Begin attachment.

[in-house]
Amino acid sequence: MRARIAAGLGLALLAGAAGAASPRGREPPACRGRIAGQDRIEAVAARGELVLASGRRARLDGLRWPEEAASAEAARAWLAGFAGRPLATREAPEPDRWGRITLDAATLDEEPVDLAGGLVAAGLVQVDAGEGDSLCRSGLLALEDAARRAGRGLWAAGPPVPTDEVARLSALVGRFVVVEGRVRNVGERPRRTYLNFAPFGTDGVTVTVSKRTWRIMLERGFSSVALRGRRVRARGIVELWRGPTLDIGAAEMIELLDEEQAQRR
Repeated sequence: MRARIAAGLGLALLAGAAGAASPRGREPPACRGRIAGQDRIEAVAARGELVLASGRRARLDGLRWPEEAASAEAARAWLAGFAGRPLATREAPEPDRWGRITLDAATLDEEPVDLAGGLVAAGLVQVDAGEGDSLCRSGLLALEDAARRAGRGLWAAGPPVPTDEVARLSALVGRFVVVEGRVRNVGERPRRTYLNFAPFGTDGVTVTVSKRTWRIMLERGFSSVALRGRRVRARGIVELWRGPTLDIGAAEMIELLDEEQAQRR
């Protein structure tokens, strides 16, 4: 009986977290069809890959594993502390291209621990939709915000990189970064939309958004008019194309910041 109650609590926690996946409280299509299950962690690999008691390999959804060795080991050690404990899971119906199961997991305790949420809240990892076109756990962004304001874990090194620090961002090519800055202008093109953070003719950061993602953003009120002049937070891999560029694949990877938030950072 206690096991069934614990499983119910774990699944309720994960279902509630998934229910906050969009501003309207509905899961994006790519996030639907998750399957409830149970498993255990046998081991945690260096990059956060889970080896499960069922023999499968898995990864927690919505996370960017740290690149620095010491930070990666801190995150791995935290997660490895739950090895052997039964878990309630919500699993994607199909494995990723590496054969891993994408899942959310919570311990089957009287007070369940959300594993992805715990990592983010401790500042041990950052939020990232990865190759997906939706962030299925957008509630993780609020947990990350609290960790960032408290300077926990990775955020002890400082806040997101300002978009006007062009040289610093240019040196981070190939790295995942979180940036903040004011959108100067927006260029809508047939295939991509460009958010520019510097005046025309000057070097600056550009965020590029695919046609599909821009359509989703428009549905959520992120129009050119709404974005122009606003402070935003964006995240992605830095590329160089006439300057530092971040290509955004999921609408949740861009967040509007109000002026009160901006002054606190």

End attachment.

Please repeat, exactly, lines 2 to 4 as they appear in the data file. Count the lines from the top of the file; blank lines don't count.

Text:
Amino acid sequence: MRARIAAGLGLALLAGAAGAASPRGREPPACRGRIAGQDRIEAVAARGELVLASGRRARLDGLRWPEEAASAEAARAWLAGFAGRPLATREAPEPDRWGRITLDAATLDEEPVDLAGGLVAAGLVQVDAGEGDSLCRSGLLALEDAARRAGRGLWAAGPPVPTDEVARLSALVGRFVVVEGRVRNVGERPRRTYLNFAPFGTDGVTVTVSKRTWRIMLERGFSSVALRGRRVRARGIVELWRGPTLDIGAAEMIELLDEEQAQRR
Repeated sequence: MRARIAAGLGLALLAGAAGAASPRGREPPACRGRIAGQDRIEAVAARGELVLASGRRARLDGLRWPEEAASAEAARAWLAGFAGRPLATREAPEPDRWGRITLDAATLDEEPVDLAGGLVAAGLVQVDAGEGDSLCRSGLLALEDAARRAGRGLWAAGPPVPTDEVARLSALVGRFVVVEGRVRNVGERPRRTYLNFAPFGTDGVTVTVSKRTWRIMLERGFSSVALRGRRVRARGIVELWRGPTLDIGAAEMIELLDEEQAQRR
């Protein structure tokens, strides 16, 4: 009986977290069809890959594993502390291209621990939709915000990189970064939309958004008019194309910041 109650609590926690996946409280299509299950962690690999008691390999959804060795080991050690404990899971119906199961997991305790949420809240990892076109756990962004304001874990090194620090961002090519800055202008093109953070003719950061993602953003009120002049937070891999560029694949990877938030950072 206690096991069934614990499983119910774990699944309720994960279902509630998934229910906050969009501003309207509905899961994006790519996030639907998750399957409830149970498993255990046998081991945690260096990059956060889970080896499960069922023999499968898995990864927690919505996370960017740290690149620095010491930070990666801190995150791995935290997660490895739950090895052997039964878990309630919500699993994607199909494995990723590496054969891993994408899942959310919570311990089957009287007070369940959300594993992805715990990592983010401790500042041990950052939020990232990865190759997906939706962030299925957008509630993780609020947990990350609290960790960032408290300077926990990775955020002890400082806040997101300002978009006007062009040289610093240019040196981070190939790295995942979180940036903040004011959108100067927006260029809508047939295939991509460009958010520019510097005046025309000057070097600056550009965020590029695919046609599909821009359509989703428009549905959520992120129009050119709404974005122009606003402070935003964006995240992605830095590329160089006439300057530092971040290509955004999921609408949740861009967040509007109000002026009160901006002054606190």